and help others also.
In our time
starving for human interaction
are the new famine among us.
Whether or not our own families and friends are close by,
especially on this family holiday,
we all know someone who needs us.
This is where we can become part of something much larger than ourselves\
And our own families.
that empty stomachs
AND empty hearts are both bad things.
He calls us to the kitchen
not just to eat the bread of life,
but to BE and BECOME
that bread of life for others.
But how do we get there?
How do we share in this bread of life?
the pathway to receiving and becoming living Bread
is to believe.
God has already reached out in relationship to us,
and continues each day to do so,
as we pray,
give us this day our daily bread.
The Greek root word used in the Gospels and elsewhere in the Christian Scriptures
most often translated "to believe"
but it's not simply intellectual acceptance
of some mental precept.
It's a living confidence,
a trust IN and relationship WITH the divine Baker.
I hate to be the one to have to say this
but Jesus didn't invent the word faith
and neither did the Apostle Paul or Martin Luther.
For centuries before Christ was born
this Christian buzz- word
was an ancient Roman virtue,
inscribed on the arches of ancient temples
and in the very social structures of Roman society.
It signified Faithfulness,
one of the four cardinal virtues.
It was pledged at the warm family hearth,
among parents and children,
between life partners,
and in the stony public square.
it was the willingness to continue in relationship,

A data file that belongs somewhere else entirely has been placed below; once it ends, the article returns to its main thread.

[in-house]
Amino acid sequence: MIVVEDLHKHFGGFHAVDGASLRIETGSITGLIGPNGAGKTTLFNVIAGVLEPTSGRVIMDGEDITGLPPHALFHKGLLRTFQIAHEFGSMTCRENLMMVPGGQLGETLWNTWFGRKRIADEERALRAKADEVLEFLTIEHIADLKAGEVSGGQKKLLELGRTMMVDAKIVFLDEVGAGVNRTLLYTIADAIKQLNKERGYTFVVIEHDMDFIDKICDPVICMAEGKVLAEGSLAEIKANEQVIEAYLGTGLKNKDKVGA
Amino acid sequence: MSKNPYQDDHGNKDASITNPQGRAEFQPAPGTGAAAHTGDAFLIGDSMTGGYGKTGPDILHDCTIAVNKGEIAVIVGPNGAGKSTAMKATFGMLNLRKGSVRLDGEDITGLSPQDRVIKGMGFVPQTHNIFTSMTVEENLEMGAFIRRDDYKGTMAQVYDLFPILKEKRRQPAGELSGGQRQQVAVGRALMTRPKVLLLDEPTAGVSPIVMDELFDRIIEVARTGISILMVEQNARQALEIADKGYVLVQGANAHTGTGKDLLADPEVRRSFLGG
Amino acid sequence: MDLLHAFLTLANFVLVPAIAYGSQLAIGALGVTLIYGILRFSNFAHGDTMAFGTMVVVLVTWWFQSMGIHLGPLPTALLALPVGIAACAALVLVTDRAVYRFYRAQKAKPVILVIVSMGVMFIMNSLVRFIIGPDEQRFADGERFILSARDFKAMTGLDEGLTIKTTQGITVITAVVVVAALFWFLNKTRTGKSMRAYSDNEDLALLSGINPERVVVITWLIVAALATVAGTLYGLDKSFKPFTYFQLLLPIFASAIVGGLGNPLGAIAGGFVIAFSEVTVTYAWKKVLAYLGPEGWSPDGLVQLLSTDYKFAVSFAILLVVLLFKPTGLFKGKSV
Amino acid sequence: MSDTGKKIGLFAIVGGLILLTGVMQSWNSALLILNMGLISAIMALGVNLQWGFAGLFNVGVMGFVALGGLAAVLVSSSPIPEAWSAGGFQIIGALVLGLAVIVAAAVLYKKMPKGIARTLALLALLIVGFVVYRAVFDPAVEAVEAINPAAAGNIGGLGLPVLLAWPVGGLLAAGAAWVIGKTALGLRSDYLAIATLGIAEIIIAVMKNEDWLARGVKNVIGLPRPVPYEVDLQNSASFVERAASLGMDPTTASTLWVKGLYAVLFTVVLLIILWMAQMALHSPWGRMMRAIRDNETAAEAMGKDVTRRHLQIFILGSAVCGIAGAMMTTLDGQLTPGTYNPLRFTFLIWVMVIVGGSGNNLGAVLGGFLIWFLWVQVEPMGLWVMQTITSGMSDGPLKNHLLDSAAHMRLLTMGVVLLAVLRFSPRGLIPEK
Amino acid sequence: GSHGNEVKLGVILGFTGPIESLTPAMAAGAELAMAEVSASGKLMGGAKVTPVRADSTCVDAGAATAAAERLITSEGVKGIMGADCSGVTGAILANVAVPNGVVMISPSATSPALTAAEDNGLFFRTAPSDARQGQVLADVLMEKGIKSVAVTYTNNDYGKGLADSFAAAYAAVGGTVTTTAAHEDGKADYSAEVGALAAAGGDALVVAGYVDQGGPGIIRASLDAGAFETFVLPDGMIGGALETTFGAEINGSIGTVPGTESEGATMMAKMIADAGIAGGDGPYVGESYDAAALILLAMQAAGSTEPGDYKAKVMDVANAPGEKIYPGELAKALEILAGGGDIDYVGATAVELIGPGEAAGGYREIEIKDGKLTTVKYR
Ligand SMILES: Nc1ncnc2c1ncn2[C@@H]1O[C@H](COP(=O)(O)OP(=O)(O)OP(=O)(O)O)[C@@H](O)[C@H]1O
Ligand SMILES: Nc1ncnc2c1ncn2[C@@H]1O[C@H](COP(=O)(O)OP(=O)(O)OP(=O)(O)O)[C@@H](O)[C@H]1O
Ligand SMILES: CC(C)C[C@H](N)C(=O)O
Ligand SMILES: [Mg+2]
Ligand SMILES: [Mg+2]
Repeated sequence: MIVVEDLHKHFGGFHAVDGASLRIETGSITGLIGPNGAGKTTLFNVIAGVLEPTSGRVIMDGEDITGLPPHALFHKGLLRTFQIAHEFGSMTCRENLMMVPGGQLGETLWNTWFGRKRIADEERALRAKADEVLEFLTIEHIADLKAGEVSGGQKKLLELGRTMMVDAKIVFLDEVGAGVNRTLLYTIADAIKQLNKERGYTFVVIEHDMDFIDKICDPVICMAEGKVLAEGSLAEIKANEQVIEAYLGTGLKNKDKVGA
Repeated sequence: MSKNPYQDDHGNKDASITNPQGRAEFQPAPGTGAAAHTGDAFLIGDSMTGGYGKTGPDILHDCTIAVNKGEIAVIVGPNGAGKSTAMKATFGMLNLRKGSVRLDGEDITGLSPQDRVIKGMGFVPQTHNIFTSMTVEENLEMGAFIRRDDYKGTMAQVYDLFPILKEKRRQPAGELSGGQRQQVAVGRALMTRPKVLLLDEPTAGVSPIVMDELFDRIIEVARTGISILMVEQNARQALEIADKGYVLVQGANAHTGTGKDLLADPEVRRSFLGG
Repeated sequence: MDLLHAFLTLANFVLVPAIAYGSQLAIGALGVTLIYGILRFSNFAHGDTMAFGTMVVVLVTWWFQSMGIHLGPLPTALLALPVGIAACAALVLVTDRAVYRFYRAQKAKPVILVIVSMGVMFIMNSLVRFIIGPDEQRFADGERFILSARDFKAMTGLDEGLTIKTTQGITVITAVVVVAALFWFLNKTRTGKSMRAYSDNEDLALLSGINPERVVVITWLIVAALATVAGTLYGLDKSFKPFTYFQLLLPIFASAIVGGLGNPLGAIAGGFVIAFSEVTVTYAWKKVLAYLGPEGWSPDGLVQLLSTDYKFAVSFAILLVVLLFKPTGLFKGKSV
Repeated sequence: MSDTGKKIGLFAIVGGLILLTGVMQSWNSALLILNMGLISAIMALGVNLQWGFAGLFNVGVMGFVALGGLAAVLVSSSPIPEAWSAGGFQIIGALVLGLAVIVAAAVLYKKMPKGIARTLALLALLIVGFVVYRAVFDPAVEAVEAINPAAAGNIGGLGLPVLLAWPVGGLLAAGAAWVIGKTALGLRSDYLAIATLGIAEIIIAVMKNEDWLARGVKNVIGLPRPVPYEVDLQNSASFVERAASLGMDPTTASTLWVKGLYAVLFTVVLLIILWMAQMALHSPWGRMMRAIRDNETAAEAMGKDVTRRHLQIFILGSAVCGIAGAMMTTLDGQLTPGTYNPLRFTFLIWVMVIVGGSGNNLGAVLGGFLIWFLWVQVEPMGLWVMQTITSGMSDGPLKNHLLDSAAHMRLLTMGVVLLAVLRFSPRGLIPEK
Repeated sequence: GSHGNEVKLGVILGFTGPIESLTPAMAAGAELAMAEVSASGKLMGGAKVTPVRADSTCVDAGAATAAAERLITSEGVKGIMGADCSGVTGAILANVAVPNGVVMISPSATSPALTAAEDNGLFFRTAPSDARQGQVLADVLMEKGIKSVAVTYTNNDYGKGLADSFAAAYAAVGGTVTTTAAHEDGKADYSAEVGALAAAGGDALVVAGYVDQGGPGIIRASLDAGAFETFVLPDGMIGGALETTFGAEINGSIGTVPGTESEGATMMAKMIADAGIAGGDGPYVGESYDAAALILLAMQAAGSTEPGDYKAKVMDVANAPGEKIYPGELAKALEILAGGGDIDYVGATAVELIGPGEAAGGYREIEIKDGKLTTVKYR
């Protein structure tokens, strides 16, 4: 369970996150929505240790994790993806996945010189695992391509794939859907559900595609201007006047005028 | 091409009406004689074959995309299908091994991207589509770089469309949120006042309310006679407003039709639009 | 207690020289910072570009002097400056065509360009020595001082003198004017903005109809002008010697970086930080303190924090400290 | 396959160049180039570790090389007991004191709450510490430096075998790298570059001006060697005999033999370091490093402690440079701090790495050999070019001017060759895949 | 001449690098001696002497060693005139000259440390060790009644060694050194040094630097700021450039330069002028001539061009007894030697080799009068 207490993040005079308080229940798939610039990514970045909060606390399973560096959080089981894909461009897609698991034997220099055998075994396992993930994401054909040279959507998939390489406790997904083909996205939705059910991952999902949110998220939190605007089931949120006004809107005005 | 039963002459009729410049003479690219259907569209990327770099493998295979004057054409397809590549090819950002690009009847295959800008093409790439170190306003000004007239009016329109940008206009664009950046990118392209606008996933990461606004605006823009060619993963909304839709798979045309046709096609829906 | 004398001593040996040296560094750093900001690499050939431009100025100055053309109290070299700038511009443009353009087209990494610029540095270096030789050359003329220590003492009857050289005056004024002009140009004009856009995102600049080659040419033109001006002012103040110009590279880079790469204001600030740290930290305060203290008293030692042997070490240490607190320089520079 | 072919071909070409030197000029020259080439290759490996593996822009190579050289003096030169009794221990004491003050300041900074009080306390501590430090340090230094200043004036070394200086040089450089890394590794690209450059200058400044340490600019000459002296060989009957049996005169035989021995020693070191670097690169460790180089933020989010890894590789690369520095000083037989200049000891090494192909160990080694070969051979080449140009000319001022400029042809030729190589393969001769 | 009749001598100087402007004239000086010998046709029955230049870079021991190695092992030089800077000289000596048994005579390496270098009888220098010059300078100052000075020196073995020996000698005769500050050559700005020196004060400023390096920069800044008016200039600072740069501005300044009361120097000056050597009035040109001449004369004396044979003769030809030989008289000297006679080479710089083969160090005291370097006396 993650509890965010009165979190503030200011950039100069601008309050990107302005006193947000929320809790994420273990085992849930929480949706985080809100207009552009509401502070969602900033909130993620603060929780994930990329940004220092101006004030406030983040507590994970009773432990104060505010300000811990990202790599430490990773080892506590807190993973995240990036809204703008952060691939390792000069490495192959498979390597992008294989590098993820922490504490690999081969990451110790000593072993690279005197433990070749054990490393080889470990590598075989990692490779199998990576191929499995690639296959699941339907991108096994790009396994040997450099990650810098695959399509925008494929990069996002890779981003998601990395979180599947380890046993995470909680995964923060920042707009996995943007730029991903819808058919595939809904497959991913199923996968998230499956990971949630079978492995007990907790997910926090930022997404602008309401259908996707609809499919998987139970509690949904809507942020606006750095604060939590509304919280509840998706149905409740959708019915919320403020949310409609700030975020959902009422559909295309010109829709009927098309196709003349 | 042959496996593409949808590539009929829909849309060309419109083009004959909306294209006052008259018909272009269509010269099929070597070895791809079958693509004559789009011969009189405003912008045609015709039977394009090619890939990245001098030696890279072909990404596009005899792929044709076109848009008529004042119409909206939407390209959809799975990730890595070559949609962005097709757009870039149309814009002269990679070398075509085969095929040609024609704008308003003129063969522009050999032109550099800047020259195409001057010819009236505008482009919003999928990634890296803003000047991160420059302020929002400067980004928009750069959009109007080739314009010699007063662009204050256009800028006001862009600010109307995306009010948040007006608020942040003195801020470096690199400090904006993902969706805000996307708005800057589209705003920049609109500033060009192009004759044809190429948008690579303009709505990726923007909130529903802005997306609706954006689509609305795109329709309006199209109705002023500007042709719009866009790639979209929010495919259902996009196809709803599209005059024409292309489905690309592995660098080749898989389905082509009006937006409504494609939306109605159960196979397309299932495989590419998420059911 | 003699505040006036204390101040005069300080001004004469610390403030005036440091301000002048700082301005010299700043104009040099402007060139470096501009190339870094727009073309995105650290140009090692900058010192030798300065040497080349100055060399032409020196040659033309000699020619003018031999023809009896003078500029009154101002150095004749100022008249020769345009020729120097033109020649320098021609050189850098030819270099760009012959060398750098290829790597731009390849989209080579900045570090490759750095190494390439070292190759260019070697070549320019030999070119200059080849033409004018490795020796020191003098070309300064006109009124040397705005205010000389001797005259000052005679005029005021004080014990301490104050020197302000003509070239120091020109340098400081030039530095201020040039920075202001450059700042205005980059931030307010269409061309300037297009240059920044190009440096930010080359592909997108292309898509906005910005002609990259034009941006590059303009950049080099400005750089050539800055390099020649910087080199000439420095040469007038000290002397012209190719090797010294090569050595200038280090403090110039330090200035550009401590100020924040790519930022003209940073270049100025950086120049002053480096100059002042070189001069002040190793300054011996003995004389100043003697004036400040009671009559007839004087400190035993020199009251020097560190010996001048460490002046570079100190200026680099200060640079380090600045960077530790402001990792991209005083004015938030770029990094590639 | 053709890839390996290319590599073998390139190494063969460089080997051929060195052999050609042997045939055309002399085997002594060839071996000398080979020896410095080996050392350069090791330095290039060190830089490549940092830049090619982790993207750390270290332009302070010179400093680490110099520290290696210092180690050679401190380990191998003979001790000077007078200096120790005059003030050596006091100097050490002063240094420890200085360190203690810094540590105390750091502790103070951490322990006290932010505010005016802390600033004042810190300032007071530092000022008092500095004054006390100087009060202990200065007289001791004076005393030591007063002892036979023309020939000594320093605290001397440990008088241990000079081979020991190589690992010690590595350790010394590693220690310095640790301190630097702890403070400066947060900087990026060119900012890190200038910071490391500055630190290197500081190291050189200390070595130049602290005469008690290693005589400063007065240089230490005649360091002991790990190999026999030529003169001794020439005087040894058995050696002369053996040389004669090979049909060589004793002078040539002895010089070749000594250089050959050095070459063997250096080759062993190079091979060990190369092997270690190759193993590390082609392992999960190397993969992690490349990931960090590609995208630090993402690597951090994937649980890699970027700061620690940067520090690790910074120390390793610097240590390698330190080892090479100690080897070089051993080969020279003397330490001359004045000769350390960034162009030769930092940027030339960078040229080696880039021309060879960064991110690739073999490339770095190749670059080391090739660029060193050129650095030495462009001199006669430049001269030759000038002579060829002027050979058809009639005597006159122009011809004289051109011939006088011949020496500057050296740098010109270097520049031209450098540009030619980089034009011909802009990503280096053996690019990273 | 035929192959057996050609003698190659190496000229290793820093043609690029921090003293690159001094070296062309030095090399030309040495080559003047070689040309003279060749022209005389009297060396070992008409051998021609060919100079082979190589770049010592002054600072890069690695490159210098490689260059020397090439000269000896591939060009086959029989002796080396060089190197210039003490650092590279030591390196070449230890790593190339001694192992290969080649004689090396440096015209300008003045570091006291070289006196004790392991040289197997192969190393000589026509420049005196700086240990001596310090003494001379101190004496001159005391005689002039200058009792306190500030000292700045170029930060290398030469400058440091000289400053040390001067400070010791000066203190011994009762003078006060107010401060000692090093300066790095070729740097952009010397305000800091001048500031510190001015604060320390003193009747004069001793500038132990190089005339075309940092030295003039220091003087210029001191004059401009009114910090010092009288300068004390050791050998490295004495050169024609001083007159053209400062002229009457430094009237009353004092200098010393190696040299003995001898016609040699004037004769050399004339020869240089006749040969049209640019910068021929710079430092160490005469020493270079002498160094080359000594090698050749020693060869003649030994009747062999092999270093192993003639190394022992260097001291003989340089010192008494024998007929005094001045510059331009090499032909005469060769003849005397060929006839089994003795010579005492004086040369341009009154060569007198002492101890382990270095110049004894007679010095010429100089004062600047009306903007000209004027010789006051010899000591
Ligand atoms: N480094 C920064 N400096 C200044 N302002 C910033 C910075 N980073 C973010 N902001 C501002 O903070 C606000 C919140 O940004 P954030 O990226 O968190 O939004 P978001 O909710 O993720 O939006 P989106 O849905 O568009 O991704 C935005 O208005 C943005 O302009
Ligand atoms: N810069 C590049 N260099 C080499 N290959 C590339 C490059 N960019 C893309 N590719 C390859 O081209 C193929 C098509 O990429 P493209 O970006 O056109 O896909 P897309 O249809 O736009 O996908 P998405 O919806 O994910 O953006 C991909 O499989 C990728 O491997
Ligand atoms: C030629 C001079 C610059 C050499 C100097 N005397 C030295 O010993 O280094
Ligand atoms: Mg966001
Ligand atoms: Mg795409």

to eat together,
and to work with each other,
no matter what.
The work of God,
begins with each of us saying
to God AND to each other,
I believe in you.
I trust in you.
Jesus says today-
This is the true bread that keeps us going.
It's ingrained in our deep structures
in the best times of our lives
this trust flows
as the process of yeast growing
in a lump of dough,
as a fresh hot loaf of bread disappears
from the table
when its surrounded by hungry children.
In a few moments we will take the bread of life
and the cup of salvation
into our own two hands.
As we celebrate
this Thanksgiving Day
let us pause in the midst of our cooking,
as we approach this holy altar
in this place made holy
by our presence AND God's
to say again to God
and to renew our pledge to each other,
I believe in you.
I trust in you.
Listen to this well loved poem
from Alla Renee Bozarth.
It's called Bakerwoman God
I am your living bread.
Strong, brown Bakerwoman God,
I am your low, soft, and being-shaped loaf.
I am your rising bread,
well-kneaded by some divine
and knotty pair of knuckles,
by your warm earth hands.
I am bread well-kneaded.
Put me in fire,
put me in your own bright fire.
I am warm,
warm as you from fire.
I am white and gold,
soft and hard,
brown and round.
I am so warm from fire.
I am broken under your caring Word.
Drop me in your special juice in pieces.
Drop me in your blood.
Drunken me in the great red flood.
Self-giving chalice swallow me.
My skin shines in the divine wine.
My face is cup-covered and I drown.
I fall up
in a red pool
in a gold world
where your warm
is there to catch
and hold me.
Womanpriest: A Personal Odyssey, Paulist Press 1978, Luramedia/Wisdom House 1988.
Moving to the Edge of the World, iUniverse 2000.
This is My Body~ Praying for Earth, Prayers from the Heart, iUniverse 2004.